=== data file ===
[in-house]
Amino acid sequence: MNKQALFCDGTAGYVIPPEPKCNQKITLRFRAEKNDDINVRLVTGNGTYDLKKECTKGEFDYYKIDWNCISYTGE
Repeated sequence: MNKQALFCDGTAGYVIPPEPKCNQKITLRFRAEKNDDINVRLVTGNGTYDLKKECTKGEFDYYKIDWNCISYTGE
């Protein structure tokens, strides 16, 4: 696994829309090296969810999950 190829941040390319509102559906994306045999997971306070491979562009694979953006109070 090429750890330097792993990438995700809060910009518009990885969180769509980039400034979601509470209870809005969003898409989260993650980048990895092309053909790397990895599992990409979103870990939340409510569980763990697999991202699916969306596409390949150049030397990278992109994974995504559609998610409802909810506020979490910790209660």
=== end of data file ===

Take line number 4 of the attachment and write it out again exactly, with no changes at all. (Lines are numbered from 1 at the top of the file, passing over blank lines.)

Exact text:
């Protein structure tokens, strides 16, 4: 696994829309090296969810999950 190829941040390319509102559906994306045999997971306070491979562009694979953006109070 090429750890330097792993990438995700809060910009518009990885969180769509980039400034979601509470209870809005969003898409989260993650980048990895092309053909790397990895599992990409979103870990939340409510569980763990697999991202699916969306596409390949150049030397990278992109994974995504559609998610409802909810506020979490910790209660």